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Ceramic Bearings on FSA MegaExo BB


Speed is where it's at, and as avid cyclists if we all had an unlimited bank account or a tooth fairy life would be much easier. This is especially true when you look at the cost of bottom brackets fabricated with the newest in ceramic bearings.

Does it make sense to spend four times the money for ceramic bearings or is it just a cool thing to talk about? This is the typical issue when debating the choice of which of the many FSA bottom brackets is right for you.

So, are ceramic bearings worth paying for... maybe ..

  • they are 60% lighter than steel so the centrifugal forces are reduced with less rotating mass and offer the bicycle rider faster speeds and more responsive acceleration and deceleration

  • ceramic balls will not "cold weld" to the bearing rings, so friction is reduced and wear particles don't build up in the lubricant, giving you longer life.

  • silicon nitride balls have a 50% higher modulus of elasticity. In other words they are not nearly as likely to get out of shape than their steel cousins. This offers reduced vibration.

  • Ceramic has 35% less thermal expansion, so FSA is able to build their ceramic bearings, inner and outer rings, the raceway and seals to tighter tolerances for smoother riding.

  • Rust is not a concern. Ceramic is chemically inert, thus less maintenance and less lubrication necessary.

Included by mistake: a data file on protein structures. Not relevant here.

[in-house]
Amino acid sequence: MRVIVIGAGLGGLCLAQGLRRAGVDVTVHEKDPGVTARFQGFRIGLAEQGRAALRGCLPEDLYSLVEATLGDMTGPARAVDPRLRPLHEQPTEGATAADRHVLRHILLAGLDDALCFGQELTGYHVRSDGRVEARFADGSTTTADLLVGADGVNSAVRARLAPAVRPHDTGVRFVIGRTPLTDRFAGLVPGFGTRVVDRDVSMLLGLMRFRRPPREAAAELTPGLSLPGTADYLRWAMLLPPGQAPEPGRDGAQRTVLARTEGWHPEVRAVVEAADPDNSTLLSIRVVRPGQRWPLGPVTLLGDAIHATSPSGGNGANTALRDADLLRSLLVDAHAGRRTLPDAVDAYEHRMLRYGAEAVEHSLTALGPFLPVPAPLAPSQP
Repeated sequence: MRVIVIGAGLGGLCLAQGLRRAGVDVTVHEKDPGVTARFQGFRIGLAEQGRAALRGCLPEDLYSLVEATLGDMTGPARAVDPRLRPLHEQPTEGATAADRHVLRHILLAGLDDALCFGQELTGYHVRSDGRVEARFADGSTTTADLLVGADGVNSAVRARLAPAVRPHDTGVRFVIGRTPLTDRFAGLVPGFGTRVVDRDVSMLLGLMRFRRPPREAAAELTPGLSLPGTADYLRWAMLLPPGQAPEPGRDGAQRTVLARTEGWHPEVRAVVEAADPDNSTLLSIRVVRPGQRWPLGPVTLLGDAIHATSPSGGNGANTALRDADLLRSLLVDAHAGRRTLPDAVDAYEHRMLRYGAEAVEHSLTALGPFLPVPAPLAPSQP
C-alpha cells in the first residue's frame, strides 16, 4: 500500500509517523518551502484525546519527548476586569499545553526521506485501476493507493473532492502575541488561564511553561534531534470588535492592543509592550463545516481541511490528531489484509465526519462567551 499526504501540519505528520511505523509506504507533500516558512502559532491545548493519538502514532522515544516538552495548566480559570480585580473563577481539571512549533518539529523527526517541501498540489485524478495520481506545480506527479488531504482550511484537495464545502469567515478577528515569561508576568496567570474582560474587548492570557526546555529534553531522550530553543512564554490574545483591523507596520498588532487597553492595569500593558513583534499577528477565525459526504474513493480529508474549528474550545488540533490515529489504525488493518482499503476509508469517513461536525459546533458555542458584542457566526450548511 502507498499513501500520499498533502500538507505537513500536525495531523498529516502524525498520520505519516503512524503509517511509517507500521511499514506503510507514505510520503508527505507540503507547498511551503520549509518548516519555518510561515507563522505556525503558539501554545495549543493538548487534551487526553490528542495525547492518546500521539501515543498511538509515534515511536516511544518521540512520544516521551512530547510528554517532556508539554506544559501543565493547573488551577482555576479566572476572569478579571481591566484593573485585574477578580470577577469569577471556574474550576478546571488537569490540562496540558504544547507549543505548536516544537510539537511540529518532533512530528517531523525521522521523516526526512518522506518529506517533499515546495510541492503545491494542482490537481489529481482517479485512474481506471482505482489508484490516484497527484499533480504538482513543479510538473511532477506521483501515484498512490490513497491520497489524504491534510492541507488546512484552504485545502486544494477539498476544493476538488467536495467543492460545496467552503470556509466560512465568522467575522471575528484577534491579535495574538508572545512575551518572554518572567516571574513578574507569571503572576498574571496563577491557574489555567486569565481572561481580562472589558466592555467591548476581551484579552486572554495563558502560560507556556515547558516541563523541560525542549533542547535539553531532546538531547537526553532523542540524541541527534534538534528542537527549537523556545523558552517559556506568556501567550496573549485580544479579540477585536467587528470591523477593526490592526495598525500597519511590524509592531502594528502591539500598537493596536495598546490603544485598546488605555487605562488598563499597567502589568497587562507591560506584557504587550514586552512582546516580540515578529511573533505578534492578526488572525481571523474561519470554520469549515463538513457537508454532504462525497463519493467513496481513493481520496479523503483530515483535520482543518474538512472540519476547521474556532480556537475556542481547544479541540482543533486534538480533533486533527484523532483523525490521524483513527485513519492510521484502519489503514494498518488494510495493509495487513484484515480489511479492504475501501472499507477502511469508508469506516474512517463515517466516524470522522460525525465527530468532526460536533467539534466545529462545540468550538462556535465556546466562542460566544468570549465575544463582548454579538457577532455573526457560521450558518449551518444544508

FSA bottom bracketFSA suggests that their raw ceramic pellets are made via a secret process! It was developed by a small Swedish firm that was spun off from the international bearing manufacture SKF, the original inventors of ceramic bearing technology.

Although ceramic bearings can be made from silicon nitride or zirconium oxide, FSA ONLY uses silicon nitride for its reduced weight/strength characteristics. It is formed under extremely high pressure, lapped to a precise spherical shape with fine diamond grit and then sintered into hard balls to create the perfect FSA bottom bracket bearing.

They use ceramic only for the balls and steel for the raceways, retainers and rings to create what is known in the industry as a "hybrid" bearing.

So should you spend the money? Well FSA has been testing these bearings for 2 years now and their data would suggest 5-10 times longer life expectancy. Thus if you pay 5 times the price of a regular steel version then you pretty well come out even and all the riding benifits of faster speeds, reduced vibration and less maintenance are all bonuses.

Maybe it is at this point I should tell you that tests by the Danish magazine Cykel-Motion and SKF suggested up to a 50% reduction in rolling resitance with the use of ceramic bearings

Of course if you're a casual rider then you'll never reach the intended mileage of your bearing and bottom bracket so you're probably wasting your money, but see if on the internet you can find a real bargain and make the math work for you, happy riding.

Further Information:
FSA Bike Parts
Index of FSA Bicycle Part Articles

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copyright Jan. 2007